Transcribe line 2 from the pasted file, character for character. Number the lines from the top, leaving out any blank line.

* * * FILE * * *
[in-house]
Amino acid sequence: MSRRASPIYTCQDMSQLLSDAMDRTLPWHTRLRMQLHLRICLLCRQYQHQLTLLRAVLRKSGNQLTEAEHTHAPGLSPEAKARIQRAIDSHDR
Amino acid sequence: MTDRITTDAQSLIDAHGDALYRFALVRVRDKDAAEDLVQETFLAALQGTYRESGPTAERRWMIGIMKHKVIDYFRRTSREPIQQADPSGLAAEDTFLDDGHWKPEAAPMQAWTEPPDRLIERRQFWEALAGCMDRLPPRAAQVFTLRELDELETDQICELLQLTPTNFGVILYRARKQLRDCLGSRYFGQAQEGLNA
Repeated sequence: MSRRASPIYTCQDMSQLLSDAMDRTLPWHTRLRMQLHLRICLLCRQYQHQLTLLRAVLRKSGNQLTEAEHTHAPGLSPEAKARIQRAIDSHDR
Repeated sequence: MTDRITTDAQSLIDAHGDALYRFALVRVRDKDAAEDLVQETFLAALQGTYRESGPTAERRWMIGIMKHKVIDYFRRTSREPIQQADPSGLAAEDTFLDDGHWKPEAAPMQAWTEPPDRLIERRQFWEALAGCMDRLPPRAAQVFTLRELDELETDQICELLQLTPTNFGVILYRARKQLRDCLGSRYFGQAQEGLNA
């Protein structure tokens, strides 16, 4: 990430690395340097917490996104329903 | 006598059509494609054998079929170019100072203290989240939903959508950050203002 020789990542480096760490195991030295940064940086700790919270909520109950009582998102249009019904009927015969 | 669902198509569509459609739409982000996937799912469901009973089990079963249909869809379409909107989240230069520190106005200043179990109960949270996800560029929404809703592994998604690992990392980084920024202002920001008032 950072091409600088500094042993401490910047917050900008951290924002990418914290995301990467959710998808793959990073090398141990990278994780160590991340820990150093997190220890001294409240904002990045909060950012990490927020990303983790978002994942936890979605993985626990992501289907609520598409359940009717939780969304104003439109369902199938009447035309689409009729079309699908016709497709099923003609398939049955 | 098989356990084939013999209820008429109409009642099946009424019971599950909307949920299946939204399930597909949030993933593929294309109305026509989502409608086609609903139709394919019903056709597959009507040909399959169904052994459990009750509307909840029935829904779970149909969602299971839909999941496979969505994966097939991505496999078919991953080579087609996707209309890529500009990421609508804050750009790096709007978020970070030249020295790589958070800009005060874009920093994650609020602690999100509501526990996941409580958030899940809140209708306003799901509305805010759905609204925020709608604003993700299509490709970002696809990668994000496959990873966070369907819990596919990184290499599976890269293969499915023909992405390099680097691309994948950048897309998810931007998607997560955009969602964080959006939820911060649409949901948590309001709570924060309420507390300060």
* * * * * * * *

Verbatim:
Amino acid sequence: MSRRASPIYTCQDMSQLLSDAMDRTLPWHTRLRMQLHLRICLLCRQYQHQLTLLRAVLRKSGNQLTEAEHTHAPGLSPEAKARIQRAIDSHDR